Lynda Carter, the original 'Wonder Woman,' praises fellow Latina Alexandria Ocasio-Cortez

Actress, singer, and women's rights advocate Lynda Carter turned 69 years old on Friday, July 24, and celebrated it by praising New York Democratic representative Alexandria Ocasio-Cortez.

Cater has become a feminist icon for her portrayal of Wonder Woman on television in the mid- to late-'70s.

Carter tweeted a photo of AOC sitting next to a Wonder Woman poster in her Capitol Hill office. The actress and AOC both share a Latino background, Carter's mother was Mexican and Ocasio-Cortez' family is Puerto Rican.


"Never stop being fierce and brave," the actress said, adding that seeing Ocasio-Cortez's poster tribute "made my birthday that much sweeter."

The tweet received a like form Ocasio-Cortez who thanked Carter for "being a shining example of a woman's strength."

The interaction comes on the heels of Ocasio-Cortez's historic speech on the House floor after she was accosted by Republican Representative

who allegedly called her a "fucking bitch."

"I do not care what your views are," she said. "It does not matter how much I disagree or how much it incenses me or how much I feel that people are dehumanizing others.

"I will not do that myself. I will not allow people to change and create hatred in our hearts."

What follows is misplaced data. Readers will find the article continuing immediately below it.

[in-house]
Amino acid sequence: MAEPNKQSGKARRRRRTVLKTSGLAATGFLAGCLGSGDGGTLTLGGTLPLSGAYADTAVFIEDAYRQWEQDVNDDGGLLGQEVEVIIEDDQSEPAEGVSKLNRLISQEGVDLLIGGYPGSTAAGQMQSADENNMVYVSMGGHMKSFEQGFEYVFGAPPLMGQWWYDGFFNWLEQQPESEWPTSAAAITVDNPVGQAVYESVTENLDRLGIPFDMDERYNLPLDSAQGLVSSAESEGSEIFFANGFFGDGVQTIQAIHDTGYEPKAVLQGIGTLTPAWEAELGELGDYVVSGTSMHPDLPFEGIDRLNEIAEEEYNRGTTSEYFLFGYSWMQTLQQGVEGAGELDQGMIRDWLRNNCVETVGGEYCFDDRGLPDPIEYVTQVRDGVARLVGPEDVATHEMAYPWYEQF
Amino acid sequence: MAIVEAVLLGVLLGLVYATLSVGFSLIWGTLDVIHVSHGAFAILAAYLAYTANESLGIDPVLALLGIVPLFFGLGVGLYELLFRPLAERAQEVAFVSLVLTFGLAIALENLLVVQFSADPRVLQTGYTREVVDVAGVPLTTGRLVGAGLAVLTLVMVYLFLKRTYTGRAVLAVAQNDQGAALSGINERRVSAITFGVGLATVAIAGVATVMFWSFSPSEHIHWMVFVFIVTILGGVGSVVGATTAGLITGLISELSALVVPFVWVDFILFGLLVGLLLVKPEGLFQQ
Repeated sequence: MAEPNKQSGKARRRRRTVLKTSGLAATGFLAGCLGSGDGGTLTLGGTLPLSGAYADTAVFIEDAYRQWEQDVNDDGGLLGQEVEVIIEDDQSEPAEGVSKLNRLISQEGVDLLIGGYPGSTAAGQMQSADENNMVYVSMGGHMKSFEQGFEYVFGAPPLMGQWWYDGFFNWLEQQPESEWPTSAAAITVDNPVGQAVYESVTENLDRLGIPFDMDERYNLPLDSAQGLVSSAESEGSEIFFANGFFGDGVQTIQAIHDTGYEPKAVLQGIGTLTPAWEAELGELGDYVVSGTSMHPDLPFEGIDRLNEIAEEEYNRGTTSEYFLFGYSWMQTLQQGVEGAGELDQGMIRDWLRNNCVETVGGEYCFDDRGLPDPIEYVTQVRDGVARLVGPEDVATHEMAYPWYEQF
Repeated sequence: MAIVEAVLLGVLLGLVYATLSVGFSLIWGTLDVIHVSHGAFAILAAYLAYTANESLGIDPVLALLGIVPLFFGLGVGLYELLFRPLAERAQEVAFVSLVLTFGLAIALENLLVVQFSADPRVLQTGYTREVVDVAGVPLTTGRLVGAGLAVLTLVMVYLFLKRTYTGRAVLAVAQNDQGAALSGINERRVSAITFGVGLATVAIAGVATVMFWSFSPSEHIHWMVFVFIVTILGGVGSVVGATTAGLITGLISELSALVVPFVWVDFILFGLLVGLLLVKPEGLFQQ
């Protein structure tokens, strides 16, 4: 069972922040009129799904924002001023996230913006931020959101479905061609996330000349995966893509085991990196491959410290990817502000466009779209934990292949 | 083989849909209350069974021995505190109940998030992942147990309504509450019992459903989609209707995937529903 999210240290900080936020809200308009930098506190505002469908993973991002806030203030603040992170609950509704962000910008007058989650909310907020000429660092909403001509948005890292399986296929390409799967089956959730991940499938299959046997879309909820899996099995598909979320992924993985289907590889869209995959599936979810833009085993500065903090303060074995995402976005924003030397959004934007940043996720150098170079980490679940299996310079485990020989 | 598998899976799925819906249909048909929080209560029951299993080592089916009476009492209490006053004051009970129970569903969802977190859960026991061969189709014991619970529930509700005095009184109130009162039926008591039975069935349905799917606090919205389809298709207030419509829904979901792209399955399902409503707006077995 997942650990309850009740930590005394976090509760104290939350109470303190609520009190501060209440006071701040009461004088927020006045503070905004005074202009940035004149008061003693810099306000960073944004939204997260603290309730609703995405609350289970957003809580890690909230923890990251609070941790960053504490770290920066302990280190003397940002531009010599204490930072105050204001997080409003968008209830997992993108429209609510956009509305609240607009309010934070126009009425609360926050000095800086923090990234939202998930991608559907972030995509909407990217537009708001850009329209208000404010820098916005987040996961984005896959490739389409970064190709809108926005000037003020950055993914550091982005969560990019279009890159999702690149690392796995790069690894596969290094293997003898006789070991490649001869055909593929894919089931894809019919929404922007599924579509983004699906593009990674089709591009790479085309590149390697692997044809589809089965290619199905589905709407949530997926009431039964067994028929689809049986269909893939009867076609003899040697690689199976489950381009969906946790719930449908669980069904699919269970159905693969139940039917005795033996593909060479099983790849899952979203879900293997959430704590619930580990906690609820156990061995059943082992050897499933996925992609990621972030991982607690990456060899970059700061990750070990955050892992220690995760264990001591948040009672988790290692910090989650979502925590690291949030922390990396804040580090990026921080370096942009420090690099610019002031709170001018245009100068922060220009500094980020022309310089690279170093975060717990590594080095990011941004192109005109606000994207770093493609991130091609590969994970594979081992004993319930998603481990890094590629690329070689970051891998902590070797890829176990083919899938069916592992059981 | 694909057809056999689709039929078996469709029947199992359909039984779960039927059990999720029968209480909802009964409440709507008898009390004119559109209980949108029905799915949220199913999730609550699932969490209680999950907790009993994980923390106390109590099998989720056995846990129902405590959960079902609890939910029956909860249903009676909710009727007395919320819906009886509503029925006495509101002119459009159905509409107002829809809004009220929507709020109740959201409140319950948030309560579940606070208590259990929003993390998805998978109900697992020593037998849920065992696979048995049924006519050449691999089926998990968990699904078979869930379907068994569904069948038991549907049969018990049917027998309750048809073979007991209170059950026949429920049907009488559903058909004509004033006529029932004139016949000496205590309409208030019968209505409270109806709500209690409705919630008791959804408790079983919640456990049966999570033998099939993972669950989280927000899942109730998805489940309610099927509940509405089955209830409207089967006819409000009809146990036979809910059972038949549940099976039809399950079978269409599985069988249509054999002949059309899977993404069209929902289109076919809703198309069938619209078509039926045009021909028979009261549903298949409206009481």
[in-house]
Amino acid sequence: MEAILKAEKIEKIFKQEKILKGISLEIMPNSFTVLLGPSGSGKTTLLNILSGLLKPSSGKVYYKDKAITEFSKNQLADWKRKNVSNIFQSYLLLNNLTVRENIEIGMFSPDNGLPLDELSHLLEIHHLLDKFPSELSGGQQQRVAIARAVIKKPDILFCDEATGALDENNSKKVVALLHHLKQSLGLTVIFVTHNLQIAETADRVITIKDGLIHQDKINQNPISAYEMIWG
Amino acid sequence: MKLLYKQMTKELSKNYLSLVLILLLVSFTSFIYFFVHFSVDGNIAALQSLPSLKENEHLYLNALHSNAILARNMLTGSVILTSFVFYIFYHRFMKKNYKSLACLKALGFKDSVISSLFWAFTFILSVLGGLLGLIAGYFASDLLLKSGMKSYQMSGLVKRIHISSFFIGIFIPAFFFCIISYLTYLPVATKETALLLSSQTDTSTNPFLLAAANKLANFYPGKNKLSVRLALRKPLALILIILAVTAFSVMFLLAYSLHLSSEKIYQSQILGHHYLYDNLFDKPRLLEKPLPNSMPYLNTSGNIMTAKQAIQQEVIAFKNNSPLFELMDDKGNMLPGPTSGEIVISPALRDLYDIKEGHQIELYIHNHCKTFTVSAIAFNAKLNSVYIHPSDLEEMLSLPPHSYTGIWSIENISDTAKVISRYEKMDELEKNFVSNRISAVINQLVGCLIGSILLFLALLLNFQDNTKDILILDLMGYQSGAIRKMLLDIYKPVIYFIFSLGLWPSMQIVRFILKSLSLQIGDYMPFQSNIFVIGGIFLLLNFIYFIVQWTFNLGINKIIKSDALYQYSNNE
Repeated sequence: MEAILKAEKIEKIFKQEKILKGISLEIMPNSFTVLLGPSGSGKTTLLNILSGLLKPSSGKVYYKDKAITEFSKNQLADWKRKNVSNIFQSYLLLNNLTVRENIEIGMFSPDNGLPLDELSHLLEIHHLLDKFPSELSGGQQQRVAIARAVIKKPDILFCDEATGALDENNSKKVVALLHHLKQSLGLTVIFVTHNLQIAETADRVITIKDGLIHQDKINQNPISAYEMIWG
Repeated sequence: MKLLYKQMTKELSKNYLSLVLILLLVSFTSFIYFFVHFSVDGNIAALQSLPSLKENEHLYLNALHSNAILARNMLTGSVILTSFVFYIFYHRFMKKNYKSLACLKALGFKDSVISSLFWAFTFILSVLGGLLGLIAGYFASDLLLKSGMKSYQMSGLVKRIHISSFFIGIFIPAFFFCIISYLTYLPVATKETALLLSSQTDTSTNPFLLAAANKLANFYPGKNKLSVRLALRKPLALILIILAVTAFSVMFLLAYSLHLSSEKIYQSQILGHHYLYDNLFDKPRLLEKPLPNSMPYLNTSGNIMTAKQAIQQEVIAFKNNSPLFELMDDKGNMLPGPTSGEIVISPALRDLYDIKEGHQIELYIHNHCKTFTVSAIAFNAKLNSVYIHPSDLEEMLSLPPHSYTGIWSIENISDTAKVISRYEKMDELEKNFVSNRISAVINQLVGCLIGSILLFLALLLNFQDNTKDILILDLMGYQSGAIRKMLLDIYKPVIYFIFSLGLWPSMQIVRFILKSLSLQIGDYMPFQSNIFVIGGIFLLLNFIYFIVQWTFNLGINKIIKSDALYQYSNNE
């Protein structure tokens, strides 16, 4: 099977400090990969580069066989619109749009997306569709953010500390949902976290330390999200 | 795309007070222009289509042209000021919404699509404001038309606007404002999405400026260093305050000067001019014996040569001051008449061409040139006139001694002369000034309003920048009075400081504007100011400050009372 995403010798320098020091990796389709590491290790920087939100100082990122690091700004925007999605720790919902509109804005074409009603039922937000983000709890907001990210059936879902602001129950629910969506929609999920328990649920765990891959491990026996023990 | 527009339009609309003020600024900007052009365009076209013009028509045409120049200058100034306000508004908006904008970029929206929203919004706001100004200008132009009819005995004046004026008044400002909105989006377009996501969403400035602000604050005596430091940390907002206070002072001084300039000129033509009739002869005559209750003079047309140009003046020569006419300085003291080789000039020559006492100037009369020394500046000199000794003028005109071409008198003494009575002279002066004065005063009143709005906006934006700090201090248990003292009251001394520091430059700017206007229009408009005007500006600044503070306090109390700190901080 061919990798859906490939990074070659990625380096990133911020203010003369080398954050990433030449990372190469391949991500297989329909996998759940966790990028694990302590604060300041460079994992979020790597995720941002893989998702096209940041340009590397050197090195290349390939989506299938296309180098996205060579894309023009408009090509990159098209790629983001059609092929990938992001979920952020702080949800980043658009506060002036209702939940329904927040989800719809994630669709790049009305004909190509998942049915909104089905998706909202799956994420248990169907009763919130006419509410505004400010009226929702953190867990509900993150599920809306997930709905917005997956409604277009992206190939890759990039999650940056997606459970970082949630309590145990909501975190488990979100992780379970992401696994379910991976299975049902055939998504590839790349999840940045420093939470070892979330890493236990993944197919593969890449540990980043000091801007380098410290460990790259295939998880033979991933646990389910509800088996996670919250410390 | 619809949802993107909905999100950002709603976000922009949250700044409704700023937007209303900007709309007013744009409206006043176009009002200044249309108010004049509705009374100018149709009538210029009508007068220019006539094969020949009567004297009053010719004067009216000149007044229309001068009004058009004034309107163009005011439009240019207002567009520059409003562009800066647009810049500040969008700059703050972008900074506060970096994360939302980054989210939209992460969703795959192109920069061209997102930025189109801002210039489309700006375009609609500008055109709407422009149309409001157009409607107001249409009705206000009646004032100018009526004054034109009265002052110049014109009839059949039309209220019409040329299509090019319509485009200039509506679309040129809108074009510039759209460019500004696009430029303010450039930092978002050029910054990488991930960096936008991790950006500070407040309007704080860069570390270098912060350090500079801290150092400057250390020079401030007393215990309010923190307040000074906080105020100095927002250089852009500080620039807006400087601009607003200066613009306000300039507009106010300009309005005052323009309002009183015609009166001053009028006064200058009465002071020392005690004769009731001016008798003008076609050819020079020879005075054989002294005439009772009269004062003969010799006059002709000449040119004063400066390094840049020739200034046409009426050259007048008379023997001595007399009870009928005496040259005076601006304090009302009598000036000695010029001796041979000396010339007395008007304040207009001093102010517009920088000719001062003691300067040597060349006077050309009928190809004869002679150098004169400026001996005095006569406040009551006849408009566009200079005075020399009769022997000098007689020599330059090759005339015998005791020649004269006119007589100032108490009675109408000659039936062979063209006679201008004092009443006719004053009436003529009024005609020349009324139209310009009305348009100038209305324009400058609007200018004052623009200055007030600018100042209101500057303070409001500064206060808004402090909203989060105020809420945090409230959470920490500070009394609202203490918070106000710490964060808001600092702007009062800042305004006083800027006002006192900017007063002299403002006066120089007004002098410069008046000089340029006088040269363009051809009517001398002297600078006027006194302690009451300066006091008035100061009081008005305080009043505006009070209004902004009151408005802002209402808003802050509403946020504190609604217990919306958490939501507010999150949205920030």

"And so, what I believe is that having a daughter does not make a man decent. Having a wife does not make a decent man. Treating people with dignity and respect makes a decent man."

"And when a decent man messes up, as we all are bound to do, he tries his best and does apologize. Not to save face, not to win a vote. He apologizes genuinely to repair and acknowledge the harm done so that we can all move on," Ocasio-Cortez said.

Rep. Alexandria Ocasio-Cortez (D-NY) Responds to Rep. Ted Yoho (R-FL) www.youtube.com

Carter's respect for Ocasio-Cortez shouldn't surprise anyone who has followed her career. Since the late '80s she has been an advocate for women's rights, including the Pro-Choice moment.

She is happy to be known as a feminist icon, although, she was just doing what came naturally. "At the time, you're really not aware of it. But when you look back, there is an inspiration there that you are part of. It's really nice," she told the Sun-Sentinel.

She has also advocated for LGBT rights and was named the Grand Marshal for the 2011 New York City Gay Pride Parade.

As someone with a Latino background, she has also been an outspoken supporter of DACA.

"Even if you see the illegal immigrants as criminals, as many do, you cannot put that criminal action on top of children. They did not do anything criminal. They did not have choices. They came over with their families. It's not like they say anyone can come over," she said.

"These are people who haven't committed any crimes," she added. "They are going through the process of going to school and registering and there are promises that our government made to them and now those promises are broken," she said.